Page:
Suddenly John’s phone starts to ring. Gasping, he scrambles in his pocket to retrieve it. He answers it on the second ring and holds it up towards his mouth. He keeps his voice as soft as he possibly can but even at such a low volume his terror is evident.)
JOHN (softly): It’s here. It’s in here with me.
SHERLOCK (over phone): Where are you?
JOHN (softly): Get me out, Sherlock. You have got to get me out. The big lab: the first lab that we saw.
(He breathes heavily. Outside, the creature growls. John whines loudly in terror and claps his hand over his mouth again.)
SHERLOCK (over phone): John? John?
JOHN (lowering his hand and keeping his voice no more than a whisper): Now, Sherlock. Please.
SHERLOCK (over phone): All right, I’ll find you. Keep talking.
JOHN (softly): I can’t. It’ll hear me.
SHERLOCK (over phone): Keep talking. What are you seeing?
(Throughout the conversation John has been peering through the small gap in the sheeting but the room is so dimly lit that he hasn’t been able to see anything.)
SHERLOCK (over phone): John?
(The creature snarls again.)
JOHN (softly): Yes, I’m here.
SHERLOCK (insistently, over phone): What can you see?
(Getting onto his knees, John crawls closer to the gap in the sheeting, trying to keep his terrified breathing under control.)
JOHN (softly): I don’t know. I don’t know, but I can hear it, though.
(The creature growls loudly.)
JOHN (softly, terrified): Did you hear that?
SHERLOCK (over phone): Stay calm, stay calm. Can you see it?
(John peers into the gloom.)
SHERLOCK (over phone): Can you see it?
JOHN (quietly): No. I can ...
(He trails off, then slowly straightens up, retreats backwards and sits back against the side bars while his face fills with absolute horror.)
JOHN (in a whisper): I can see it.
(He stares ahead of himself, his eyes full of dread as a shadow begins to move on the other side of the sheeting.)
JOHN (flatly): It’s here.
(The shadow moves closer as the creature growls once more.)
JOHN (flatly): It’s here.
(The shadow moves closer ... and then the sheeting is tugged upwards and the lights come on in the lab at the same moment as Sherlock’s face appears on the other side of the cage, looking anxiously down at John as he pulls the door open and goes inside.)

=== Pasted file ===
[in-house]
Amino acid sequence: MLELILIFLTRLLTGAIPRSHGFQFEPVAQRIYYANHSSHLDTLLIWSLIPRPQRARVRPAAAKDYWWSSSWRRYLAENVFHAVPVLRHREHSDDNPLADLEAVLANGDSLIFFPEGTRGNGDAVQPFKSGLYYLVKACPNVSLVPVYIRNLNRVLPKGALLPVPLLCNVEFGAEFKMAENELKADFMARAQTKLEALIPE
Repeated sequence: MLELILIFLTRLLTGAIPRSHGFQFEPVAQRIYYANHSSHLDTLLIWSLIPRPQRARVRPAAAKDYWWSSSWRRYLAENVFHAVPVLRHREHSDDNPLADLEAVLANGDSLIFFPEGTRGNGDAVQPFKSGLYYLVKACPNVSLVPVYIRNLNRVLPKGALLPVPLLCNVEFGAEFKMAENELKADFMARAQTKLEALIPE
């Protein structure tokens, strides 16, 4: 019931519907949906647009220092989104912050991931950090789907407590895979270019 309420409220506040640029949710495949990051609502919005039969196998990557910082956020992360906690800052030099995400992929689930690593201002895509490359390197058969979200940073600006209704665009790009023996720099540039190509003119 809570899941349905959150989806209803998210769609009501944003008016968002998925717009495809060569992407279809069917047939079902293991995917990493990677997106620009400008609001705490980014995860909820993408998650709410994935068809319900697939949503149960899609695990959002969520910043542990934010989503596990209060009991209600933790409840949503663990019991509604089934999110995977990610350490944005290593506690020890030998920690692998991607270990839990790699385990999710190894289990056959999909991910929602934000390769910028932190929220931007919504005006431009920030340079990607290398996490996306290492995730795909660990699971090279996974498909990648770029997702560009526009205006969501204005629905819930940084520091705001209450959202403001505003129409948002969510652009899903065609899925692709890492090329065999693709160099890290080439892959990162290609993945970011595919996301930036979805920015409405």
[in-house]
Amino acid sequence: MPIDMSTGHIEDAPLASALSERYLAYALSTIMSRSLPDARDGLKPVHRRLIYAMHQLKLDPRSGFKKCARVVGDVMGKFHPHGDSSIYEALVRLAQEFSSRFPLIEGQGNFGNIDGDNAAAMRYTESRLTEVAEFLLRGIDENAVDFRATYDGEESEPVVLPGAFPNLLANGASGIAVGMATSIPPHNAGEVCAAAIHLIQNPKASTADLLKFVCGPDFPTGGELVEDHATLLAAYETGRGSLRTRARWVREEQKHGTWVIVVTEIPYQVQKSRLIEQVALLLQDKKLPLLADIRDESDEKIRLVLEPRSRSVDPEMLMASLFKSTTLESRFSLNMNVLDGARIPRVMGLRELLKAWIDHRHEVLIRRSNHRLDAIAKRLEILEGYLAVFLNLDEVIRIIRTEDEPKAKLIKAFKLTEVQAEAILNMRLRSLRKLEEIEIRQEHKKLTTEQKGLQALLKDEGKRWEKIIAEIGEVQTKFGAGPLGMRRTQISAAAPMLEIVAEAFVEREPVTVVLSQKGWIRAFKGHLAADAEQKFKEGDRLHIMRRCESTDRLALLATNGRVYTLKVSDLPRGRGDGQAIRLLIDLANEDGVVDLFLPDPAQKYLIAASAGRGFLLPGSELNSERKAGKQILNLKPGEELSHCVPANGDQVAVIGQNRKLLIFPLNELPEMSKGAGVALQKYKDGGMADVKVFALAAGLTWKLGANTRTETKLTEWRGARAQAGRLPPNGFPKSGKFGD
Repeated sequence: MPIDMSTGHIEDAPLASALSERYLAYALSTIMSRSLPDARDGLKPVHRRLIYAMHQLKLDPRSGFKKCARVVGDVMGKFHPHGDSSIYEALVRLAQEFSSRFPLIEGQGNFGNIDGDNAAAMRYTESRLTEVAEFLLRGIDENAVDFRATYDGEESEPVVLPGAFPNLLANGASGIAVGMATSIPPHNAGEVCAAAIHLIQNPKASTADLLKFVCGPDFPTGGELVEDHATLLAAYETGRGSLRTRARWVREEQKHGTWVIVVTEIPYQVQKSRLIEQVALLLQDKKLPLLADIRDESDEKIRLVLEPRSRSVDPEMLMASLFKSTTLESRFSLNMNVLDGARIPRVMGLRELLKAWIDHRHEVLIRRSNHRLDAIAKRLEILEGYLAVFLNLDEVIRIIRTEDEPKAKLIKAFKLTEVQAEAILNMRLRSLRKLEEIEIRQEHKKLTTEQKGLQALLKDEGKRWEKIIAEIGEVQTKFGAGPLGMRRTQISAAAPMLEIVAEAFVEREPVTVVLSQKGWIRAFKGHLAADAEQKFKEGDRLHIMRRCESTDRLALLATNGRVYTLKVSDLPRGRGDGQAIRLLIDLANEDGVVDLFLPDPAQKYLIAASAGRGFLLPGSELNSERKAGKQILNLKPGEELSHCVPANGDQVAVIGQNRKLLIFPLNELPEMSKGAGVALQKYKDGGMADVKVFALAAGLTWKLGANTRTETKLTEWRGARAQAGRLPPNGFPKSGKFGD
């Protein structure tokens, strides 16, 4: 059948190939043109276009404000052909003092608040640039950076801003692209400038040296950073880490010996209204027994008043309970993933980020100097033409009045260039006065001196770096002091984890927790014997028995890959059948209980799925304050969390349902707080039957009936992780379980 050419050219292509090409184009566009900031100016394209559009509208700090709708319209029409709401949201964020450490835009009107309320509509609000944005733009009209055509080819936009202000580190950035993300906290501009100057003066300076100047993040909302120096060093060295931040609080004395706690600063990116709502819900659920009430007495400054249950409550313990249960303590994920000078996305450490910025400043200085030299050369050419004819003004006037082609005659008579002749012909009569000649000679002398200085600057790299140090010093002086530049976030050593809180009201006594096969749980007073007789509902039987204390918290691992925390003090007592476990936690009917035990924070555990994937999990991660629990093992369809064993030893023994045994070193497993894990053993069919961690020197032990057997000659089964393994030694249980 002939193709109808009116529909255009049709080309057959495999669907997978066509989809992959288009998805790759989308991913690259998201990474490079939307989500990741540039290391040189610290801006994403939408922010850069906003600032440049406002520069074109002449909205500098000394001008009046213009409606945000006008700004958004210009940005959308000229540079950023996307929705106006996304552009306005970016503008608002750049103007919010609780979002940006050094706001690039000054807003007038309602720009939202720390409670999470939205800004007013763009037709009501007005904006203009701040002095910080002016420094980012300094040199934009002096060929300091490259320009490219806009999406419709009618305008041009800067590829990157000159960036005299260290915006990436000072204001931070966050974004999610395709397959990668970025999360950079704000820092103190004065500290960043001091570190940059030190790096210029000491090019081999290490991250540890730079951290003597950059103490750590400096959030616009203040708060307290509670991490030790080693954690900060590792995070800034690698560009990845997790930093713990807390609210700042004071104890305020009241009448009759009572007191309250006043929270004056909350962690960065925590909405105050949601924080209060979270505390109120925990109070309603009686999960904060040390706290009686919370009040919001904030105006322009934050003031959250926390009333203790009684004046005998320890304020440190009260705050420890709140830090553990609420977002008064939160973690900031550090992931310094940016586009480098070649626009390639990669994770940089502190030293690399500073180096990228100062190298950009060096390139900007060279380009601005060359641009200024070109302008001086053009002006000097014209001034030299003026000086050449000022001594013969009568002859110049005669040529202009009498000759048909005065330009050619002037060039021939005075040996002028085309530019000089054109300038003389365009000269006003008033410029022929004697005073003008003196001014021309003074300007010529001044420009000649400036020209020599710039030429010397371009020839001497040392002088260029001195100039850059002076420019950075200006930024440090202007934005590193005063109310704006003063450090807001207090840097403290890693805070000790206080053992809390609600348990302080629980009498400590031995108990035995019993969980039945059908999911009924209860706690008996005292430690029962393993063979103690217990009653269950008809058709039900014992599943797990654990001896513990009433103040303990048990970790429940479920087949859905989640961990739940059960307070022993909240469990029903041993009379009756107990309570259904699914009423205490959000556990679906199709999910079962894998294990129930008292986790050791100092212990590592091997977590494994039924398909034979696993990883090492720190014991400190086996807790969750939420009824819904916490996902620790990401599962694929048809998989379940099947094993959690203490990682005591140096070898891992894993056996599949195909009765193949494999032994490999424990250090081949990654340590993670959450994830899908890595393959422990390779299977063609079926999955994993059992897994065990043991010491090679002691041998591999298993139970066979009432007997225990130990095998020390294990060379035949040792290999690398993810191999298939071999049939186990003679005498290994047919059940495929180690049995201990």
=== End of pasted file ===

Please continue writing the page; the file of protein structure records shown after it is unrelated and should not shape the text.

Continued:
SHERLOCK (worriedly): Are you all right?
(John’s eyes widen in utter bewilderment as Sherlock bends down to him and puts a hand onto his shoulder.)
SHERLOCK: John ...
JOHN: Jesus Christ ...
(He grabs the bars and pulls himself to his feet, hurrying out of the cage and stuffing his phone away as he turns back to his friend.)
JOHN (still breathless and panic-stricken): It was the hound, Sherlock. It was here. I swear it, Sherlock. It must ...
(He looks around the lab which – now fully illuminated – shows that there’s nowhere that a large monster can be hiding.)
JOHN: It must ...
(His voice becomes high-pitched.)
JOHN: Did ... did ... did you see it? You must have!
(Sherlock holds out a placatory hand towards him.)
SHERLOCK: It’s all right. It’s okay now.
JOHN (high-pitched, frantic and hysterical): NO IT’S NOT! IT’S NOT OKAY! I saw it. I was wrong!
(Sherlock shrugs while John breathes heavily.)
SHERLOCK: Well, let’s not jump to conclusions.
SHERLOCK: What did you see?
JOHN: I told you: I saw the hound.
SHERLOCK: Huge; red eyes?
SHERLOCK: I made up the bit about glowing. You saw what you expected to see because I told you. You have been drugged. We have all been drugged.
SHERLOCK: Can you walk?
JOHN (his voice shaky): ’Course I can walk.
SHERLOCK: Come on, then. It’s time to lay this ghost.
(He turns and heads for the door. Still trying to catch his breath, John looks around the lab again, then stumbles after Sherlock.)
In a small room full of cages, Doctor Stapleton is examing a fluffy white rabbit on a metal table. She looks up when Sherlock comes through the door, followed by John.
STAPLETON: Oh. Back again? What’s on your mind this time?
SHERLOCK: Murder, Doctor Stapleton. Refined, cold-blooded murder.